Finally I was offered a contract job with a polytechnic college that offered diplomas for various branches of Engineering. As I loved teaching, I gladly accepted the job, though the pay was low. It was fun and I loved the work. But again, my troubles were not over.

The contract staff had to keep a log of the hours worked, get it authorized by the head of their department, and then claim the amount from the office. This process usually took about a weeks’ time. However, several months went without payment. We were told that funds were insufficient and aid from the government was expected. Also, we were assured every penny of our claim, even though delayed.

It was frustrating to work for months together without getting a penny. Also, I was commuting a long distance on bus and it was tiring; I quit the job. Most of my friends were employed by then. It was painful to listen to them talk about their funny bosses, friendly colleagues, and altogether what a jolly or hectic time they had at work. None of them meant to hurt me, but they did, all the same.

It was then that I had started browsing the Internet, and there was this Internet Cafe that I frequented. The guy who owned the place was my friend and he always had an ear for my cribbing about how difficult it was to get a job for my qualification.

One day we were talking about the boom of Information Technology and the spurt of IT companies in our country. That’s when he suddenly said, “Deepa, I have no doubt that you’ll be a very successful woman in the future. But it looks like you have taken the wrong road.”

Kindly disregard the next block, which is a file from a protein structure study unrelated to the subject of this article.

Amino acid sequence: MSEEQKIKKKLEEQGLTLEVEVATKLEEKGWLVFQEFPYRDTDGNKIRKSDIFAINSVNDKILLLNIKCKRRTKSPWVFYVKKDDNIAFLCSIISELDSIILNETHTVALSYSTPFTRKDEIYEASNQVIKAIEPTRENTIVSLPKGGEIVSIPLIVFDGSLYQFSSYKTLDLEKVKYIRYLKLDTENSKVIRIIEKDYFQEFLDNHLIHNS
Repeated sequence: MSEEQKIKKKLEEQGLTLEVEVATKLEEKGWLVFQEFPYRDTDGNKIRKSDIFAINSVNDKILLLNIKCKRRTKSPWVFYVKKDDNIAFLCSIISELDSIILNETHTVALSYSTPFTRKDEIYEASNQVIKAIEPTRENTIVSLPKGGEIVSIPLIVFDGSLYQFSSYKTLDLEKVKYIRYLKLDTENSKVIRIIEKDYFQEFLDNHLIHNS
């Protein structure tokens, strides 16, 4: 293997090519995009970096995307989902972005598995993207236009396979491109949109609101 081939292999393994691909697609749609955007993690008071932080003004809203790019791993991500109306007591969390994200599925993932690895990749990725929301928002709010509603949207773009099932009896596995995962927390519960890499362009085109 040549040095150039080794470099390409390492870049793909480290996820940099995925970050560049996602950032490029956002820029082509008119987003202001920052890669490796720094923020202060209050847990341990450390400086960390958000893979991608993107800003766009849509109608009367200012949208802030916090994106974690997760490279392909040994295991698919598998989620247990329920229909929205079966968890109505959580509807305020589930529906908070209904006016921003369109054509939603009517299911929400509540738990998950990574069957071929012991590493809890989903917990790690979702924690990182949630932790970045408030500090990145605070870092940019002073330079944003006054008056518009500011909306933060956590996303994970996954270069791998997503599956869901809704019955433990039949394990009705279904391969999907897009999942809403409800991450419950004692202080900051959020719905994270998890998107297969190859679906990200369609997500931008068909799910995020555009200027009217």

It took only a minute for me to ponder. The words from a friend, who had confidence in you, were absolutely rejuvenating. I thanked him and headed straight for the nearest computer training centre. I enrolled myself for courses in various computer languages hoping to become a computer programmer or software engineer.

I soon found out that programming was not my cup of tea. I also saw that it was not the only profession in the IT field. There was a special niche for something I loved and was good at.
People with a fair amount of computer knowledge plus good writing skills were sought after for Technical Writing. This profession also required that one has to grasp things quickly and have the ability to elucidate the most complex topics in an easily understandable manner. The job was not as well-paid as programming, but it got me hooked.

I knew instinctively that this was what I was looking after. If at all there was a job in which I could play to my strengths, it was this. I loved teaching, and the job is all about putting things simple for people who want to learn. I then had the necessary computer knowledge – thanks to the courses I had taken. I loved writing and the job required extensive writing.

So, to make a long story short, I became a technical writer and have successfully completed seven years in the profession.

“Two roads diverged in a wood, and I--I took the one less traveled by,And that has made all the difference.”
- Robert Frost